Issue 63 August 2010 - ISSN 2202-0705
To be added to or removed from our mailing list, or to change your email address, please email email@example.com or contact PWD on one of the numbers listed at the end of this bulletin.
would like to become a member of
Inquiry into services provided or funded by the Department of Ageing, Disability and Home Care (ADHC)
PWD recently made a submission to the Standing Committee on Social Issues Inquiry into services provided or funded by ADHC.
The Inquiry sought submissions from a range of stakeholders including people with a disability, their families and carers, disability and community organisations, health and allied health professionals service providers and suppliers. It is designed to provide all stakeholders with the opportunity to reflect and comment on the first five years of Stronger Together, the NSW Government’s 10 year plan for disability services, and raise issues and recommendations, which will hopefully influence planning and strengthen funding arguments to be made to NSW Treasury.
PWD’s submission made reference to the UN Convention on the Rights of Persons with Disabilities (CRPD) in its responses to the Terms of Reference and provided broad recommendations that reflect the rights contained in CRPD.
Some of the key recommendations made by PWD in our submission include that:
CRPD be the overarching framework for Stronger Together 2;
Stronger Together 2 focus on providing funding directly to people with disability who are currently deemed ‘higher functioning’, low priority or who have complex needs, so they can obtain, control and direct the supports they need without going into crisis;
Stronger Together 2 includes an appropriate strategy for residents of licensed boarding house for ensuring their human rights are respected, protected and fulfilled along with their peers in the disability service system;
People with disability decide which supports and service locations are suitable for their individual circumstances;
Stronger Together 2 focus on providing funding directly to people with disability, so they can obtain, control and direct the supports they need without going into crisis;
ADHC focus on developing individualised funding and self-directed support options in partnership with people with disability, and their families to respond to the needs of people with disability who currently fall through the gaps in the service systems.
The NSW Government fulfil its CRPD obligations by ensuring that Stronger Together 2 reverses the shift to institutional accommodation options, and take the lead in developing housing and support options that enable genuine community living that protects and preserves human dignity.
ADHC take the lead in developing a NSW Government abuse and neglect prevention framework to address abuse and neglect of people with disability.
Specific NSW legislation be
enacted to regulate the use of restrictive practices. This legislation should apply in all
situations (that is, in situations of
Stronger Together 2 and a revised Better Together must ensure there are mechanisms for enabling people with disability and their representative organisations can actively and equally participate in development, monitoring and review of laws, policies and programs and any other initiative that affects their lives.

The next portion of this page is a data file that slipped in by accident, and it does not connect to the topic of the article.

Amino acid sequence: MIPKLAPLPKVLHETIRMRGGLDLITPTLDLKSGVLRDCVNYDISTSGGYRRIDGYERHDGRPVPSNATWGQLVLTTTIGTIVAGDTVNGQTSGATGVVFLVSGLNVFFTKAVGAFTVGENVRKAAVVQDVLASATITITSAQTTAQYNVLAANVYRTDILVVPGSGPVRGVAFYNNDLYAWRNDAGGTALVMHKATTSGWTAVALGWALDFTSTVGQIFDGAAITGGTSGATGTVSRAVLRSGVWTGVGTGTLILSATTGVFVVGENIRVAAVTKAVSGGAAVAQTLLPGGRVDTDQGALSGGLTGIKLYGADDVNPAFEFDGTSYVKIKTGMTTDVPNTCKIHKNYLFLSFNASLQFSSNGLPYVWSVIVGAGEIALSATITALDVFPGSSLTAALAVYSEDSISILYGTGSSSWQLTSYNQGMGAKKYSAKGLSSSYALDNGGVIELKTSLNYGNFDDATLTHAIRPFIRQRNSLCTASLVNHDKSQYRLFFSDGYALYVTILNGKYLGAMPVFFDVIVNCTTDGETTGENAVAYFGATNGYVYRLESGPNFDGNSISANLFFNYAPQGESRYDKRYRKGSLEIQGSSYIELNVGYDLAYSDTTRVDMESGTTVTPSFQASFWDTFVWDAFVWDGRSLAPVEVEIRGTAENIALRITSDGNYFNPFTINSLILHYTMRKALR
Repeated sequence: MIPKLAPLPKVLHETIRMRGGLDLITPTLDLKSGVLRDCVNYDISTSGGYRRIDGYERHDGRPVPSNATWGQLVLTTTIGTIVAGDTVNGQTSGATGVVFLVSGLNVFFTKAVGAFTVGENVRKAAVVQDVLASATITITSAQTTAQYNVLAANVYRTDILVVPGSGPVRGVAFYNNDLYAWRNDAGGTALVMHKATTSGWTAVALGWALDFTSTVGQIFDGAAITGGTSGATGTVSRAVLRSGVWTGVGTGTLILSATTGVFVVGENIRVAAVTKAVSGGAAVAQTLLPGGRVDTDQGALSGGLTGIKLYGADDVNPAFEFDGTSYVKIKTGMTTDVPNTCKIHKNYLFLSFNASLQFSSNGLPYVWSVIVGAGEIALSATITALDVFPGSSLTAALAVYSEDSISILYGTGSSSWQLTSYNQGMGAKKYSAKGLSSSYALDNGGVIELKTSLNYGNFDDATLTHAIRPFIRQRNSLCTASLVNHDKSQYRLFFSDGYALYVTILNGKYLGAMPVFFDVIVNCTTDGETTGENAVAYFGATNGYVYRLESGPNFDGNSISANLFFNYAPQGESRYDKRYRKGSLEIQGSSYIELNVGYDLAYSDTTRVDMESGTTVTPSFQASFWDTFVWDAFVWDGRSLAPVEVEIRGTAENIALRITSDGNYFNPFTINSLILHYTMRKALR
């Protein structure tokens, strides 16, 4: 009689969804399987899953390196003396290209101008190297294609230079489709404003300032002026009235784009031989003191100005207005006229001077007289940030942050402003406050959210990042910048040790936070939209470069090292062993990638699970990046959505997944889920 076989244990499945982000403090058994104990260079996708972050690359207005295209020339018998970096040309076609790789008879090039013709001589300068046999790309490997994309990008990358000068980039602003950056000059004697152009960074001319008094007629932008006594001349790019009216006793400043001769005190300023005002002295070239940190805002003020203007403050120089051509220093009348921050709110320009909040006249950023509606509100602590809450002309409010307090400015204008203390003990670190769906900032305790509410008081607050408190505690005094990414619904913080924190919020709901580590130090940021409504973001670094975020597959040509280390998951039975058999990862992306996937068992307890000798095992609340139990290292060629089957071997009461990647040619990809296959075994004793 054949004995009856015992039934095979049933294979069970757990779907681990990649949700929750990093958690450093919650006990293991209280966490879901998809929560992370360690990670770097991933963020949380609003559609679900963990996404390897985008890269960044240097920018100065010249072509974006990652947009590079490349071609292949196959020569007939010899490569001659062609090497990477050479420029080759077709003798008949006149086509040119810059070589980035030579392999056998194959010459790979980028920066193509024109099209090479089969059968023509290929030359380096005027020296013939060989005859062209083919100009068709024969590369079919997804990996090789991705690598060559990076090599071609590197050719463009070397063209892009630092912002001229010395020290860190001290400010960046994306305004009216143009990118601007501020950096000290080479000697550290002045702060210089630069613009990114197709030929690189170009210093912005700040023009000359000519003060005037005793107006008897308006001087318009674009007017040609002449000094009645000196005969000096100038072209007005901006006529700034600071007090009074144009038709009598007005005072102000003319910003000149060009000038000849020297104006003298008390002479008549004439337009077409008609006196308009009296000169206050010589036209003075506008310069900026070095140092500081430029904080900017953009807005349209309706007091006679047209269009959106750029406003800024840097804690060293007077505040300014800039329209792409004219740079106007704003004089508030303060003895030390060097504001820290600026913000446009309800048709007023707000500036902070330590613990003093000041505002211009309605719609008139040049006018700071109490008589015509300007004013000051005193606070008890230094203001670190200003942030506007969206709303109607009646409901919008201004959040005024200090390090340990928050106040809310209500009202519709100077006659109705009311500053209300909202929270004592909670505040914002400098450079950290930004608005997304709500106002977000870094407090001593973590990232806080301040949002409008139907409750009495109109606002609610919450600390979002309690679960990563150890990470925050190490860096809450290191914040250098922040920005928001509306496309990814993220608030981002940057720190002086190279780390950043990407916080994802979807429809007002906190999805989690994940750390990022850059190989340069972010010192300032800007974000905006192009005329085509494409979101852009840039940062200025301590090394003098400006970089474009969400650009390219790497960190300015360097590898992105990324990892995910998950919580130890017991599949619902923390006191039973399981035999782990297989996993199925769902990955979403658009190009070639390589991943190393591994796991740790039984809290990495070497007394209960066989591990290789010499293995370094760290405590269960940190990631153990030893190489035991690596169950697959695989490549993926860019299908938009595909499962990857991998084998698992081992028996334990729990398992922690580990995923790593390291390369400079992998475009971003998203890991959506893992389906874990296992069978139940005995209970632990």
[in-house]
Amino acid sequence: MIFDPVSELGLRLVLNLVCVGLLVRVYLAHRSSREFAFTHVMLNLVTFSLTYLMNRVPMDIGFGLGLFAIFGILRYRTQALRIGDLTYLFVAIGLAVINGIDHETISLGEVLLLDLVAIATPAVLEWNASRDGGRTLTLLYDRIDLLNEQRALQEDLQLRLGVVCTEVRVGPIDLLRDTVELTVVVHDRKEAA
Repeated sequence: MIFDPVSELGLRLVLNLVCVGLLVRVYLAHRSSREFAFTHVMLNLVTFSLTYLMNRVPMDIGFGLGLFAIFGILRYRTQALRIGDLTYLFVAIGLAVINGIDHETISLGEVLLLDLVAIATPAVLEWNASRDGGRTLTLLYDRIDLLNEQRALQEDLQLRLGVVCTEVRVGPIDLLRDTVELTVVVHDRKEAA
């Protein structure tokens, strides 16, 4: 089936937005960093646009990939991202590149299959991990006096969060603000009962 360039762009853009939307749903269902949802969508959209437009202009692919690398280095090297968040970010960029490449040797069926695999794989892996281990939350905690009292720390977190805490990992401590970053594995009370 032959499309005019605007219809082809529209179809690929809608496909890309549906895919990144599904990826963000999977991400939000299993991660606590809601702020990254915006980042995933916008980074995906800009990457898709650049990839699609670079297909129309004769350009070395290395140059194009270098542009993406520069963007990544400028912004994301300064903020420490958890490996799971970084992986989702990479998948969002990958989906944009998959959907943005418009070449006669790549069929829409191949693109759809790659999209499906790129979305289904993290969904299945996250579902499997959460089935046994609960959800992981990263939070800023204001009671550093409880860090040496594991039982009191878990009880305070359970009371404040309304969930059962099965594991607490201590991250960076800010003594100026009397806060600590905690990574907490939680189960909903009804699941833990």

PWD recently endorsed the Disability Discrimination Legal Centre (DDLC)’s submission to the Guardianship Tribunal regarding the proposed making of the Guardianship Regulation 2010.
The submission included two responses with respect to the scope and content of the regulation, looking at concerns around Clause 9, Protection from abusive behaviour management practices and Clause 10, Experimental medical treatment.
The letter was also highly critical of the regulation making process that is associated with the proposed regulation and the manner in which the consultation materials and processes failed to be truly inclusive of people with disability.
For more information contact
PWD encourages members and associates to attend this symposium, in which policy makers, service providers, researchers, consumers and interested individuals can share knowledge and experiences in promoting the inclusion of gender and disability.
It will take place from 9am – 4:30pm, Friday 15 October at the Flinders Campus in the City, 182 Tarndanyangga / Victoria Square, Adelaide.
Speakers include Kelly Vincent (Dignity for Disability, Member of the SA Legislative Council); Dr Lorna Hallahan (Senior Lecturer, School of Social and Policy Studies, Flinders University; Member, SA Social Inclusion Board; Chair, SA Minister's Disability Advisory Council; and Deputy Chair, National People with Disability and Carer Council); Sue Salthouse (President, Women with Disabilities Australia (WWDA); Keran Howe (Executive Officer, Victorian Women with Disabilities Network); Margie Charlesworth (Vice President Women with Disabilities Australia (WWDA) Inc; and AusAID Australian Leadership Fellows, including leadership fellows from the Vietnam Women’s Union, China Disabled Persons’ Federation and Indonesia Disabled People’s Association.
Participants must register by Friday 24 September 2010. If anyone requires the flyer or registration form in an alternative format please contact Genevieve Chaffey at firstname.lastname@example.org
PWD is pleased by the
announcement by the Hon. Lara Giddings MP of a project to examine models for